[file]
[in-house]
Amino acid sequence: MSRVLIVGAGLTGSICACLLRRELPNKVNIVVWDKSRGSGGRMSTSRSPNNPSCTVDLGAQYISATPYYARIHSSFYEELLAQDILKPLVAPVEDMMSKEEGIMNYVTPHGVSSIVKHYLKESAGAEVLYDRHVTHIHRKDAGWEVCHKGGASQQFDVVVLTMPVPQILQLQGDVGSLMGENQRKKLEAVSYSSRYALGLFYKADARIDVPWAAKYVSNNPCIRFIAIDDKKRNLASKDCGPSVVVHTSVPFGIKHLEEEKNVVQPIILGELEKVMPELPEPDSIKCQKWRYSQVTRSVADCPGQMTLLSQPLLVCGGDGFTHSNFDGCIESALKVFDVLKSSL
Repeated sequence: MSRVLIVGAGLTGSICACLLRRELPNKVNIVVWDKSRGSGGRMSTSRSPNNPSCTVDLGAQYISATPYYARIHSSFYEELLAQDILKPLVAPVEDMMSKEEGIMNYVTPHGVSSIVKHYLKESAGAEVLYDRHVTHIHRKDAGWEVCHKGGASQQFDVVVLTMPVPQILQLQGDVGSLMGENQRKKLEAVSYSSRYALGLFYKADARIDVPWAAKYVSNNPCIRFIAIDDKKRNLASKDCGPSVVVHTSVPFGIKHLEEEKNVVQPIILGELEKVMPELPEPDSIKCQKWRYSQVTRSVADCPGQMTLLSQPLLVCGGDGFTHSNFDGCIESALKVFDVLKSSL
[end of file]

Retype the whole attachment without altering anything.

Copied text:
[in-house]
Amino acid sequence: MSRVLIVGAGLTGSICACLLRRELPNKVNIVVWDKSRGSGGRMSTSRSPNNPSCTVDLGAQYISATPYYARIHSSFYEELLAQDILKPLVAPVEDMMSKEEGIMNYVTPHGVSSIVKHYLKESAGAEVLYDRHVTHIHRKDAGWEVCHKGGASQQFDVVVLTMPVPQILQLQGDVGSLMGENQRKKLEAVSYSSRYALGLFYKADARIDVPWAAKYVSNNPCIRFIAIDDKKRNLASKDCGPSVVVHTSVPFGIKHLEEEKNVVQPIILGELEKVMPELPEPDSIKCQKWRYSQVTRSVADCPGQMTLLSQPLLVCGGDGFTHSNFDGCIESALKVFDVLKSSL
Repeated sequence: MSRVLIVGAGLTGSICACLLRRELPNKVNIVVWDKSRGSGGRMSTSRSPNNPSCTVDLGAQYISATPYYARIHSSFYEELLAQDILKPLVAPVEDMMSKEEGIMNYVTPHGVSSIVKHYLKESAGAEVLYDRHVTHIHRKDAGWEVCHKGGASQQFDVVVLTMPVPQILQLQGDVGSLMGENQRKKLEAVSYSSRYALGLFYKADARIDVPWAAKYVSNNPCIRFIAIDDKKRNLASKDCGPSVVVHTSVPFGIKHLEEEKNVVQPIILGELEKVMPELPEPDSIKCQKWRYSQVTRSVADCPGQMTLLSQPLLVCGGDGFTHSNFDGCIESALKVFDVLKSSL